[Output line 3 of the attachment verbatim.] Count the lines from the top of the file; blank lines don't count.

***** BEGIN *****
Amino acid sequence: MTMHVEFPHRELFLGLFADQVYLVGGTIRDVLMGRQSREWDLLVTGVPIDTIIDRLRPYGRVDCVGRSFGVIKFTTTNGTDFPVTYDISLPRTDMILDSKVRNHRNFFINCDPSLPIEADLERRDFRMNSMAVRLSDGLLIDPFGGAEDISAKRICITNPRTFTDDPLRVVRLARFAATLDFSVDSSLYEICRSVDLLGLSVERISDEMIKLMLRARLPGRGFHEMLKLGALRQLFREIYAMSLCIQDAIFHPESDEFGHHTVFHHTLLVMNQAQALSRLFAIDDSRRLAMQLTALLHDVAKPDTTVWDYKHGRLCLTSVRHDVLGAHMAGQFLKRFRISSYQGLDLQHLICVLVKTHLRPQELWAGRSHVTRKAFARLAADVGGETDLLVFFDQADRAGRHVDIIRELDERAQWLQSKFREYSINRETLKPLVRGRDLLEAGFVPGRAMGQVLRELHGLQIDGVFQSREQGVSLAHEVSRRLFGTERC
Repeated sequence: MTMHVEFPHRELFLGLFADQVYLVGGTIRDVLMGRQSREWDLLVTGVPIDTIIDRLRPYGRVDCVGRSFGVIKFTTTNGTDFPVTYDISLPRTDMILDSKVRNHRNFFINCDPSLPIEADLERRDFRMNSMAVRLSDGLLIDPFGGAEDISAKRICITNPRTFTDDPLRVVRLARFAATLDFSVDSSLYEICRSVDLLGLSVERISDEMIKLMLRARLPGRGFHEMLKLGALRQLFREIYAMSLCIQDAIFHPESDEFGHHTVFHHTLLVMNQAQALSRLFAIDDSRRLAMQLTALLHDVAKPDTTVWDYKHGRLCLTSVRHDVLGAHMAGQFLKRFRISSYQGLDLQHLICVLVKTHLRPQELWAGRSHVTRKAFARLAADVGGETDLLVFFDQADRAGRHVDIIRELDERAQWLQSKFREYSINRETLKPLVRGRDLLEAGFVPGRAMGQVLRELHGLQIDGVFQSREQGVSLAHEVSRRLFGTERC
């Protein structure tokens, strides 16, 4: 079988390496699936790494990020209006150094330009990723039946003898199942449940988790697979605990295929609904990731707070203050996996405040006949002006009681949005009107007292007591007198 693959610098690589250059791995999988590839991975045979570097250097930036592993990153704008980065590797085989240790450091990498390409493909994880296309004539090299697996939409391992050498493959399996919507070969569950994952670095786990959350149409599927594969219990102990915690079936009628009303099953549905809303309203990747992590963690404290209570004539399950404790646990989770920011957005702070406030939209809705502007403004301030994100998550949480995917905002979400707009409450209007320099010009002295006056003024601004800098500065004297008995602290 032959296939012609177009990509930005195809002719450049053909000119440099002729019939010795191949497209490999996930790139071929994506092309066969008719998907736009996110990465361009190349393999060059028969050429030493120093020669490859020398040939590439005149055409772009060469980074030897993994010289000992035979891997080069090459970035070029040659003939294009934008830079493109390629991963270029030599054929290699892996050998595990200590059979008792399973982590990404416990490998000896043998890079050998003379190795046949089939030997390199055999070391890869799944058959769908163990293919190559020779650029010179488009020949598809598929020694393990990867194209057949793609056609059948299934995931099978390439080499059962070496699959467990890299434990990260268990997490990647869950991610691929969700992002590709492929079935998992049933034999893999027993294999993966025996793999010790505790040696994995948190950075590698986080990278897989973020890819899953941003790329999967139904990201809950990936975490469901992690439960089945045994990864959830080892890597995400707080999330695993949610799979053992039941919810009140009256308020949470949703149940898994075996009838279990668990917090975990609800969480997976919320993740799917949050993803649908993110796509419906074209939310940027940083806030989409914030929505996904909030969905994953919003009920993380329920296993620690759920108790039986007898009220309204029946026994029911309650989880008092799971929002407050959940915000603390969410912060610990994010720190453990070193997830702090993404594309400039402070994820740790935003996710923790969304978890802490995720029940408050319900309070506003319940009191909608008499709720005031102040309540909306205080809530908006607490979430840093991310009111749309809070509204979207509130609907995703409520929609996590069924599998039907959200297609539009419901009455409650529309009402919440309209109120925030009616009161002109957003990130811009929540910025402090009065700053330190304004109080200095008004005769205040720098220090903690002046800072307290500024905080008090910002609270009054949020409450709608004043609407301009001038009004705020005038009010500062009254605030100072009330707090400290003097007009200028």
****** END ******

């Protein structure tokens, strides 16, 4: 079988390496699936790494990020209006150094330009990723039946003898199942449940988790697979605990295929609904990731707070203050996996405040006949002006009681949005009107007292007591007198 693959610098690589250059791995999988590839991975045979570097250097930036592993990153704008980065590797085989240790450091990498390409493909994880296309004539090299697996939409391992050498493959399996919507070969569950994952670095786990959350149409599927594969219990102990915690079936009628009303099953549905809303309203990747992590963690404290209570004539399950404790646990989770920011957005702070406030939209809705502007403004301030994100998550949480995917905002979400707009409450209007320099010009002295006056003024601004800098500065004297008995602290 032959296939012609177009990509930005195809002719450049053909000119440099002729019939010795191949497209490999996930790139071929994506092309066969008719998907736009996110990465361009190349393999060059028969050429030493120093020669490859020398040939590439005149055409772009060469980074030897993994010289000992035979891997080069090459970035070029040659003939294009934008830079493109390629991963270029030599054929290699892996050998595990200590059979008792399973982590990404416990490998000896043998890079050998003379190795046949089939030997390199055999070391890869799944058959769908163990293919190559020779650029010179488009020949598809598929020694393990990867194209057949793609056609059948299934995931099978390439080499059962070496699959467990890299434990990260268990997490990647869950991610691929969700992002590709492929079935998992049933034999893999027993294999993966025996793999010790505790040696994995948190950075590698986080990278897989973020890819899953941003790329999967139904990201809950990936975490469901992690439960089945045994990864959830080892890597995400707080999330695993949610799979053992039941919810009140009256308020949470949703149940898994075996009838279990668990917090975990609800969480997976919320993740799917949050993803649908993110796509419906074209939310940027940083806030989409914030929505996904909030969905994953919003009920993380329920296993620690759920108790039986007898009220309204029946026994029911309650989880008092799971929002407050959940915000603390969410912060610990994010720190453990070193997830702090993404594309400039402070994820740790935003996710923790969304978890802490995720029940408050319900309070506003319940009191909608008499709720005031102040309540909306205080809530908006607490979430840093991310009111749309809070509204979207509130609907995703409520929609996590069924599998039907959200297609539009419901009455409650529309009402919440309209109120925030009616009161002109957003990130811009929540910025402090009065700053330190304004109080200095008004005769205040720098220090903690002046800072307290500024905080008090910002609270009054949020409450709608004043609407301009001038009004705020005038009010500062009254605030100072009330707090400290003097007009200028």